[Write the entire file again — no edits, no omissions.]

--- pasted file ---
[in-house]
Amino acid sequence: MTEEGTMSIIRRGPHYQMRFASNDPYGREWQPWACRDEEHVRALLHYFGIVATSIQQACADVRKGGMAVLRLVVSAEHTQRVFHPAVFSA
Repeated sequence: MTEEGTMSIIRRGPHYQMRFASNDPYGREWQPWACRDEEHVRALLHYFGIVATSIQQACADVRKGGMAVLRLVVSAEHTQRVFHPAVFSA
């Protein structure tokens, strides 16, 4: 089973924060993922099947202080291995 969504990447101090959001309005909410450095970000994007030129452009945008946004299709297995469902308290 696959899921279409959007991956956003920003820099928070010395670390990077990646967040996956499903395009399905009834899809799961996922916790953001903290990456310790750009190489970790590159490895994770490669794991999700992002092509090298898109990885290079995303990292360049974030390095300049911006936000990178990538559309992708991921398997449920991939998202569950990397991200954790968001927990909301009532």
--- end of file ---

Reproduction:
[in-house]
Amino acid sequence: MTEEGTMSIIRRGPHYQMRFASNDPYGREWQPWACRDEEHVRALLHYFGIVATSIQQACADVRKGGMAVLRLVVSAEHTQRVFHPAVFSA
Repeated sequence: MTEEGTMSIIRRGPHYQMRFASNDPYGREWQPWACRDEEHVRALLHYFGIVATSIQQACADVRKGGMAVLRLVVSAEHTQRVFHPAVFSA
């Protein structure tokens, strides 16, 4: 089973924060993922099947202080291995 969504990447101090959001309005909410450095970000994007030129452009945008946004299709297995469902308290 696959899921279409959007991956956003920003820099928070010395670390990077990646967040996956499903395009399905009834899809799961996922916790953001903290990456310790750009190489970790590159490895994770490669794991999700992002092509090298898109990885290079995303990292360049974030390095300049911006936000990178990538559309992708991921398997449920991939998202569950990397991200954790968001927990909301009532």